Glass | Review
Walking on Broken Glass: Shyamalan Completes Superhero Trilogy with Chatty, Diagnostic Denouement
For a film nineteen years in the making, M. Night Shyamalan’s highly anticipated Glass, meant as final part in a trilogy which began with 2000’s Unbreakable and revived with the box-office success of 2016’s Split, feels considerably less than the sum of its parts. Shyamalan’s initial installment was on the heels of his massive 1999 success, The Sixth Sense, and reunited him with star Bruce Willis in a film prophesizing the considerable comic book obsession which would soon be ingrained within the Hollywood zeitgeist. Unfortunately, Shyamalan, who once felt ahead of his time with this predictive stab at super hero obsession, now seems somewhat anachronistic with his loquacious finale, an interesting but flawed deconstruction of the considerable mythos from which comic books and villains are born (or plucked) from the conditioned banality of normalcy. But try as he might, the pieces don’t coalesce and like countless Shyamalan features, compelling ideas are besmirched by cloying passages of dialogue and a screenplay which deserves to be as smart as its story promises.
Glass picks up haphazardly where all its jockeying storylines left off. Nineteen years ago, David Dunn (Willis) broke out of his blue collar crisis to become a contemporary superhero, one whose identity goes through various mutations in the press, now more or less known as “The Overseer,” assisted remotely by his adult son Joseph (Spencer Treat Clark), while his wife (the Robin Wright character) succumbed to cancer since the last time we saw them. Meanwhile, the nefarious Mr. Glass aka Elijah Price (Samuel L. Jackson) has been kept heavily sedated in a remote psychiatric facility on the outskirts of Philadelphia, with only his mother (a returning Charlayne Woodard, marinated in geriatric regalia) as a visitor.
Unfortunately, Kevin Wendell Crumb (James McAvoy), the DID suffering villain who was last seen allowing Anya Taylor-Joy’s Casey Cooke to escape his clutches after they bonded over their pasts as abused children, is back at it, courting the attention of David Dunn. During their face-off, in which a trio of cheerleaders are rescued, both super humans are captured by Dr. Ellie Staple (Sarah Paulson), carting them off to the sanitarium where Dr. Glass is housed. Specializing in patients who suffer from a delirium which allows them to believe they’re superheroes, Dr. Staple begins to whittle away at their capabilities, casting doubt where none has been allowed before. But Dr. Glass uses the reunion of his foes as the opportunity to escape his medically induced stupor and disprove her theory.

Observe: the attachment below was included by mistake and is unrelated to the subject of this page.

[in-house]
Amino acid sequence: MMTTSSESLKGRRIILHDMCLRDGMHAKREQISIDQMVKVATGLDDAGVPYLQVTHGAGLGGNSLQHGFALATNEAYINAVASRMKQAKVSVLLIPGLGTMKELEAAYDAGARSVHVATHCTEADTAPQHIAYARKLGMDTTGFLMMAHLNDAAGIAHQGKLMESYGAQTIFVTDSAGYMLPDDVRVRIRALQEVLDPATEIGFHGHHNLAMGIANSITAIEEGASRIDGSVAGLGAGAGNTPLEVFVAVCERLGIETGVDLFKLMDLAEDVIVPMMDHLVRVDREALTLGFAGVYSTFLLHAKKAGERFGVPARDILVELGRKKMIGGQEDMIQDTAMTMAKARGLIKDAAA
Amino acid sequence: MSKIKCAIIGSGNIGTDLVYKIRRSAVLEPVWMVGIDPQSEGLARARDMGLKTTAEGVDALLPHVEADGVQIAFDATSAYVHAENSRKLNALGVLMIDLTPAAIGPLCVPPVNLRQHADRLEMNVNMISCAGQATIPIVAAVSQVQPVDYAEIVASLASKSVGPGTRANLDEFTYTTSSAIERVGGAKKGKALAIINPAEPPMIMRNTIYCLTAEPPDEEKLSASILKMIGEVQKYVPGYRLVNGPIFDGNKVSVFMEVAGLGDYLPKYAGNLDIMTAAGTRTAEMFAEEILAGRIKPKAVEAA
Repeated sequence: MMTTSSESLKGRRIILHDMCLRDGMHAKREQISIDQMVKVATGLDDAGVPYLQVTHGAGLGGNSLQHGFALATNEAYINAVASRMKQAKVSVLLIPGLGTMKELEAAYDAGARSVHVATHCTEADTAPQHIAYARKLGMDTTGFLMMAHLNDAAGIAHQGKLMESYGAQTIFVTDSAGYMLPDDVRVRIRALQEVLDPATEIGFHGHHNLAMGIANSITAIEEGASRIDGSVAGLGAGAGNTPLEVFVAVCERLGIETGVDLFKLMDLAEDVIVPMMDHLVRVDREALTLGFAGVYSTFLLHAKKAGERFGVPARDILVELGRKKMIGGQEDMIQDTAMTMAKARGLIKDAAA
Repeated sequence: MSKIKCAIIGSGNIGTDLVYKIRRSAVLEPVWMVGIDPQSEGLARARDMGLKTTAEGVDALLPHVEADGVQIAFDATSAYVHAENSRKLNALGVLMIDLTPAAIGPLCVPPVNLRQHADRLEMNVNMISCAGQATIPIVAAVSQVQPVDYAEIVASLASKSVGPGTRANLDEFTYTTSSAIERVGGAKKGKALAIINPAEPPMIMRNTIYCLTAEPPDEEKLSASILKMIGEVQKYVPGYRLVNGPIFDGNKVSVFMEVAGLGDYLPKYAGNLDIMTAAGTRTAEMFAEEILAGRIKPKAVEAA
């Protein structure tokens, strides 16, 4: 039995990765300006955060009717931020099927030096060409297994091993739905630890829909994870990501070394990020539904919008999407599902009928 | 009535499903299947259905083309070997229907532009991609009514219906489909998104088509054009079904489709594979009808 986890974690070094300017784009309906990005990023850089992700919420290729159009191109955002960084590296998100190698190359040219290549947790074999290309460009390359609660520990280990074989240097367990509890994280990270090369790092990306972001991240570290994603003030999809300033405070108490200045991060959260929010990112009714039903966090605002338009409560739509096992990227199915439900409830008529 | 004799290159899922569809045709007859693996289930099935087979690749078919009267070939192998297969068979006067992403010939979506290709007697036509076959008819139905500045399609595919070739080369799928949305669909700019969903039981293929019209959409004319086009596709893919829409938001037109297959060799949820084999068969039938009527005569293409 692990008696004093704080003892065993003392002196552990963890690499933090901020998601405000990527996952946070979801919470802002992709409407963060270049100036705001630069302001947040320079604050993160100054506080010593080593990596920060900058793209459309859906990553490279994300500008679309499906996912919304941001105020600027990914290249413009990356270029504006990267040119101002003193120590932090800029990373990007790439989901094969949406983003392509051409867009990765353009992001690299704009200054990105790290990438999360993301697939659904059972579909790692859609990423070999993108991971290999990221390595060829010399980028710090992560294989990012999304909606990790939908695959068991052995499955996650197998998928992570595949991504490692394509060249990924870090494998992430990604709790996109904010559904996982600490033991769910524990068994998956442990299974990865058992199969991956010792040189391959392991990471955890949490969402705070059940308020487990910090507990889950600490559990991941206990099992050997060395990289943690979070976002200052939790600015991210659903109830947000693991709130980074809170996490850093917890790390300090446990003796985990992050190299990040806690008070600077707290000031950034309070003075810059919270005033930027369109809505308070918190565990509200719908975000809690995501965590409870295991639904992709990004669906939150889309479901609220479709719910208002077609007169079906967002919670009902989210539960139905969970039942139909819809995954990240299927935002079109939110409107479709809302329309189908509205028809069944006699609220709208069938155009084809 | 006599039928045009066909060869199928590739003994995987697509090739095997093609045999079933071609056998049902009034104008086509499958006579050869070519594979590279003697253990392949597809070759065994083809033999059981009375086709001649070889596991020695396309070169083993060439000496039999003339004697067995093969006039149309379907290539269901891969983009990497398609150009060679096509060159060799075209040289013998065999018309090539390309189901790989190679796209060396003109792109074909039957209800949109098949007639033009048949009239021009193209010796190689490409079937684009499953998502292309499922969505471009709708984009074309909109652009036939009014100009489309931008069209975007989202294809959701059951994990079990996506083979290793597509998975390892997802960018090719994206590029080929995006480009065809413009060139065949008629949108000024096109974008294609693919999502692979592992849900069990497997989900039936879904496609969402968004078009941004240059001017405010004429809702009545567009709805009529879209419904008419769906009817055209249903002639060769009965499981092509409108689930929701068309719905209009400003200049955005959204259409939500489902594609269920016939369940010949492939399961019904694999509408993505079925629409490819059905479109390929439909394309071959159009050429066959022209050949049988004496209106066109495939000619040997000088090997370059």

Overly long swaths of dialogue between Paulson’s Dr. Staple (whose surname, like Glass, has specific motif associations) tend to paralyze whatever good will we have towards the slowly gestating narrative of Glass. And it’s here where Shyamalan gets caught up on himself. The claustrophobic subterranean zoo within which most of Split took place was fitting for the narrative (which was also enhanced by the empathetic energy of Betty Buckley, one of the few performers who have been able to circumnavigate Shyamalan’s oft-mawkish prose in his filmography).
Glass’ narrative is insistently in need of something on a grander scale (and not just the falsely promised showdown at an oft-alluded celebratory event), yet fails to deliver as it juggles a series of characters (Jackson is mostly comatose until over an hour into the film), becoming more ludicrous when it could have made better use of his signature emotionally resonant elements by focusing on the increased intimacy of his three main players and each of the champions they have in their corners. Paulson’s dialogue is especially risible and unfortunately recalls any number of similar sequences one could be pluck from any random episode of “American Horror Story,” wherein the art of exposition has been apparently deemed an extinct artifice. Snatches of throwaway bits about multivitamins are the same flotsam and jetsam which characterized similar elements in past Shyamalan films, like those hotdogs and tiramisu in The Happening (2008) or the toast with the jelly-side down bit in his 2010 script for Devil.
Willis, who seems more in line with the white male vigilantism defining his turn in Eli Roth’s Death Wish remake than the original Unbreakable, ends up being the least remarkable of the trio, his stoicism overshadowed by the flamboyance of Jackson and the entertaining yet perilously over-the-top McAvoy, whose take on dissociative identity disorder hearkens from the era of Flora Rheta Schreiber. And despite its inability to allow either its cast or its narrative to succeed, the ideas and messages behind Glass at least generate some food for thought in its long-in-tooth finale, which allows for a psychological slant on human capability and how we are our own worst enemies when we fail to believe in our own innate abilities.